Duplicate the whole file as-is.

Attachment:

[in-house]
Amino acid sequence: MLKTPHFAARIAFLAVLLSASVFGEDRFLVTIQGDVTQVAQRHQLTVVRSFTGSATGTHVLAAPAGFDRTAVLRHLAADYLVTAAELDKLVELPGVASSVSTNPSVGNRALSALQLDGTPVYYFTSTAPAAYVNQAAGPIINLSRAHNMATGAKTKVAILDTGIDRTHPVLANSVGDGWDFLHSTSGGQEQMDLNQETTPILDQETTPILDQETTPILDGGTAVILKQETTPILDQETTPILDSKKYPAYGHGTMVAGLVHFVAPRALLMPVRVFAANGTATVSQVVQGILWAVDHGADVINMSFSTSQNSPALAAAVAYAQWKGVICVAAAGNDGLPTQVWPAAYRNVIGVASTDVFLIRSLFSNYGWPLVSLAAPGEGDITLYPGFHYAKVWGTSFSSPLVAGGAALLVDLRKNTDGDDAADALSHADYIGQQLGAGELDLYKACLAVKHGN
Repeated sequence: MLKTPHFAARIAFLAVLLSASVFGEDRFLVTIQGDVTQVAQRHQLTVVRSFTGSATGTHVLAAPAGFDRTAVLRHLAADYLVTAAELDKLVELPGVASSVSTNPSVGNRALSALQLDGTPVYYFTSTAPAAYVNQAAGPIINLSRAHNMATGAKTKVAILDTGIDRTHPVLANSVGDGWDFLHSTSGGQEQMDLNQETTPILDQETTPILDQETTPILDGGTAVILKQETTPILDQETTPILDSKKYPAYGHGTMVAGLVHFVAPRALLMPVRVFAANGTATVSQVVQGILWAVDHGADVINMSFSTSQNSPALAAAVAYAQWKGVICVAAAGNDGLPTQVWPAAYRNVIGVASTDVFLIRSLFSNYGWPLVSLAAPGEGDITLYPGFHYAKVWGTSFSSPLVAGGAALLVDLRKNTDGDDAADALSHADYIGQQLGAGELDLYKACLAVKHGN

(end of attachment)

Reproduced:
[in-house]
Amino acid sequence: MLKTPHFAARIAFLAVLLSASVFGEDRFLVTIQGDVTQVAQRHQLTVVRSFTGSATGTHVLAAPAGFDRTAVLRHLAADYLVTAAELDKLVELPGVASSVSTNPSVGNRALSALQLDGTPVYYFTSTAPAAYVNQAAGPIINLSRAHNMATGAKTKVAILDTGIDRTHPVLANSVGDGWDFLHSTSGGQEQMDLNQETTPILDQETTPILDQETTPILDGGTAVILKQETTPILDQETTPILDSKKYPAYGHGTMVAGLVHFVAPRALLMPVRVFAANGTATVSQVVQGILWAVDHGADVINMSFSTSQNSPALAAAVAYAQWKGVICVAAAGNDGLPTQVWPAAYRNVIGVASTDVFLIRSLFSNYGWPLVSLAAPGEGDITLYPGFHYAKVWGTSFSSPLVAGGAALLVDLRKNTDGDDAADALSHADYIGQQLGAGELDLYKACLAVKHGN
Repeated sequence: MLKTPHFAARIAFLAVLLSASVFGEDRFLVTIQGDVTQVAQRHQLTVVRSFTGSATGTHVLAAPAGFDRTAVLRHLAADYLVTAAELDKLVELPGVASSVSTNPSVGNRALSALQLDGTPVYYFTSTAPAAYVNQAAGPIINLSRAHNMATGAKTKVAILDTGIDRTHPVLANSVGDGWDFLHSTSGGQEQMDLNQETTPILDQETTPILDQETTPILDGGTAVILKQETTPILDQETTPILDSKKYPAYGHGTMVAGLVHFVAPRALLMPVRVFAANGTATVSQVVQGILWAVDHGADVINMSFSTSQNSPALAAAVAYAQWKGVICVAAAGNDGLPTQVWPAAYRNVIGVASTDVFLIRSLFSNYGWPLVSLAAPGEGDITLYPGFHYAKVWGTSFSSPLVAGGAALLVDLRKNTDGDDAADALSHADYIGQQLGAGELDLYKACLAVKHGN